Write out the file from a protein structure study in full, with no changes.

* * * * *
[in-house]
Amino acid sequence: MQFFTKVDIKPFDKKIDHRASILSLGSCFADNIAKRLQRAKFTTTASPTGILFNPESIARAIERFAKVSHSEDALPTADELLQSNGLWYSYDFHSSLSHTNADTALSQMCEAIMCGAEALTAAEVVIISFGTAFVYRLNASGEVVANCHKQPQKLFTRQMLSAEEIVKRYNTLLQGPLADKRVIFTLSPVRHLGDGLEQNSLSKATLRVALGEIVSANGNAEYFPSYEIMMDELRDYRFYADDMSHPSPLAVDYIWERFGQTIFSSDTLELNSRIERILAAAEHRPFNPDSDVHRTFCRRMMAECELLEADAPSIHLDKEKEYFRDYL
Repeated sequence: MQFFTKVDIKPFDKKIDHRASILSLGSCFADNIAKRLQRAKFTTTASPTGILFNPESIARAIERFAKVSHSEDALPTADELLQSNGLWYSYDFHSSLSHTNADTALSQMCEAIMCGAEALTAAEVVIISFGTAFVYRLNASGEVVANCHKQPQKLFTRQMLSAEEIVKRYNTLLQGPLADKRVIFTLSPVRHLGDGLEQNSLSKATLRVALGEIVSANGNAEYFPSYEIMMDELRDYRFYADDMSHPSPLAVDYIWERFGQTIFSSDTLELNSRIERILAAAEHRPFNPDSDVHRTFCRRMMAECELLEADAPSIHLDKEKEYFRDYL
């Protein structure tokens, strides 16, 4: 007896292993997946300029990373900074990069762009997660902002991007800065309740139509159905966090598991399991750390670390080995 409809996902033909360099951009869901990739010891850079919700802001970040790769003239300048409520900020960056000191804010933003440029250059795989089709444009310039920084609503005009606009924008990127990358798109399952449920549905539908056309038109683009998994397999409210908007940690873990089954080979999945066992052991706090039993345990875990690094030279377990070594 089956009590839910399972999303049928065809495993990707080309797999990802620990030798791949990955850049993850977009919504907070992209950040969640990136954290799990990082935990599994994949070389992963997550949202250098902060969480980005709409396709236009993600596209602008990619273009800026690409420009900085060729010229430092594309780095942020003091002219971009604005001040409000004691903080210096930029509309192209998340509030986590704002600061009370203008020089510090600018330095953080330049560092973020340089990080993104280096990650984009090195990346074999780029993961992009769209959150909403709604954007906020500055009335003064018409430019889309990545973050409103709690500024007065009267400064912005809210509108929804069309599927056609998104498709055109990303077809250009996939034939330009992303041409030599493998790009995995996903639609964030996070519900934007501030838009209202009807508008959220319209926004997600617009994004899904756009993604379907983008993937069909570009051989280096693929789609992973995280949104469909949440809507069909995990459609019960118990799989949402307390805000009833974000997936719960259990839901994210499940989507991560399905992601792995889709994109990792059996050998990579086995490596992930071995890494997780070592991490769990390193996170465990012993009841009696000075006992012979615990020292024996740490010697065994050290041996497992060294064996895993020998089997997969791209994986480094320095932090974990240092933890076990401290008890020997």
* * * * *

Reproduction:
[in-house]
Amino acid sequence: MQFFTKVDIKPFDKKIDHRASILSLGSCFADNIAKRLQRAKFTTTASPTGILFNPESIARAIERFAKVSHSEDALPTADELLQSNGLWYSYDFHSSLSHTNADTALSQMCEAIMCGAEALTAAEVVIISFGTAFVYRLNASGEVVANCHKQPQKLFTRQMLSAEEIVKRYNTLLQGPLADKRVIFTLSPVRHLGDGLEQNSLSKATLRVALGEIVSANGNAEYFPSYEIMMDELRDYRFYADDMSHPSPLAVDYIWERFGQTIFSSDTLELNSRIERILAAAEHRPFNPDSDVHRTFCRRMMAECELLEADAPSIHLDKEKEYFRDYL
Repeated sequence: MQFFTKVDIKPFDKKIDHRASILSLGSCFADNIAKRLQRAKFTTTASPTGILFNPESIARAIERFAKVSHSEDALPTADELLQSNGLWYSYDFHSSLSHTNADTALSQMCEAIMCGAEALTAAEVVIISFGTAFVYRLNASGEVVANCHKQPQKLFTRQMLSAEEIVKRYNTLLQGPLADKRVIFTLSPVRHLGDGLEQNSLSKATLRVALGEIVSANGNAEYFPSYEIMMDELRDYRFYADDMSHPSPLAVDYIWERFGQTIFSSDTLELNSRIERILAAAEHRPFNPDSDVHRTFCRRMMAECELLEADAPSIHLDKEKEYFRDYL
């Protein structure tokens, strides 16, 4: 007896292993997946300029990373900074990069762009997660902002991007800065309740139509159905966090598991399991750390670390080995 409809996902033909360099951009869901990739010891850079919700802001970040790769003239300048409520900020960056000191804010933003440029250059795989089709444009310039920084609503005009606009924008990127990358798109399952449920549905539908056309038109683009998994397999409210908007940690873990089954080979999945066992052991706090039993345990875990690094030279377990070594 089956009590839910399972999303049928065809495993990707080309797999990802620990030798791949990955850049993850977009919504907070992209950040969640990136954290799990990082935990599994994949070389992963997550949202250098902060969480980005709409396709236009993600596209602008990619273009800026690409420009900085060729010229430092594309780095942020003091002219971009604005001040409000004691903080210096930029509309192209998340509030986590704002600061009370203008020089510090600018330095953080330049560092973020340089990080993104280096990650984009090195990346074999780029993961992009769209959150909403709604954007906020500055009335003064018409430019889309990545973050409103709690500024007065009267400064912005809210509108929804069309599927056609998104498709055109990303077809250009996939034939330009992303041409030599493998790009995995996903639609964030996070519900934007501030838009209202009807508008959220319209926004997600617009994004899904756009993604379907983008993937069909570009051989280096693929789609992973995280949104469909949440809507069909995990459609019960118990799989949402307390805000009833974000997936719960259990839901994210499940989507991560399905992601792995889709994109990792059996050998990579086995490596992930071995890494997780070592991490769990390193996170465990012993009841009696000075006992012979615990020292024996740490010697065994050290041996497992060294064996895993020998089997997969791209994986480094320095932090974990240092933890076990401290008890020997």